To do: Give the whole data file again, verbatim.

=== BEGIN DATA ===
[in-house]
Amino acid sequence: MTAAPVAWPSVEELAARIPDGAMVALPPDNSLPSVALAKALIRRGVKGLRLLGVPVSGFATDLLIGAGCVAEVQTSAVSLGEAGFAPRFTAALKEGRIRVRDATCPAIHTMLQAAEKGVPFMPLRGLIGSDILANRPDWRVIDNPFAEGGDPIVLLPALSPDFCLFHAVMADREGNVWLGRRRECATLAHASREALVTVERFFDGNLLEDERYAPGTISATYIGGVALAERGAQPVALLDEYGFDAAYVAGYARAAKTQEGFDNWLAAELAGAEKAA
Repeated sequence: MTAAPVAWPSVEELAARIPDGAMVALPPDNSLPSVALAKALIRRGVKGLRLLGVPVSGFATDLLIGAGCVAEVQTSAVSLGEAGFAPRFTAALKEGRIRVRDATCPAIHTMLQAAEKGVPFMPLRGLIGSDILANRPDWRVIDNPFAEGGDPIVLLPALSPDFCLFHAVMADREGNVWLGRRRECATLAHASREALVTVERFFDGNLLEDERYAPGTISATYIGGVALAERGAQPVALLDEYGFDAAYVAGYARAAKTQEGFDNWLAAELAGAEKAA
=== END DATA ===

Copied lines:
[in-house]
Amino acid sequence: MTAAPVAWPSVEELAARIPDGAMVALPPDNSLPSVALAKALIRRGVKGLRLLGVPVSGFATDLLIGAGCVAEVQTSAVSLGEAGFAPRFTAALKEGRIRVRDATCPAIHTMLQAAEKGVPFMPLRGLIGSDILANRPDWRVIDNPFAEGGDPIVLLPALSPDFCLFHAVMADREGNVWLGRRRECATLAHASREALVTVERFFDGNLLEDERYAPGTISATYIGGVALAERGAQPVALLDEYGFDAAYVAGYARAAKTQEGFDNWLAAELAGAEKAA
Repeated sequence: MTAAPVAWPSVEELAARIPDGAMVALPPDNSLPSVALAKALIRRGVKGLRLLGVPVSGFATDLLIGAGCVAEVQTSAVSLGEAGFAPRFTAALKEGRIRVRDATCPAIHTMLQAAEKGVPFMPLRGLIGSDILANRPDWRVIDNPFAEGGDPIVLLPALSPDFCLFHAVMADREGNVWLGRRRECATLAHASREALVTVERFFDGNLLEDERYAPGTISATYIGGVALAERGAQPVALLDEYGFDAAYVAGYARAAKTQEGFDNWLAAELAGAEKAA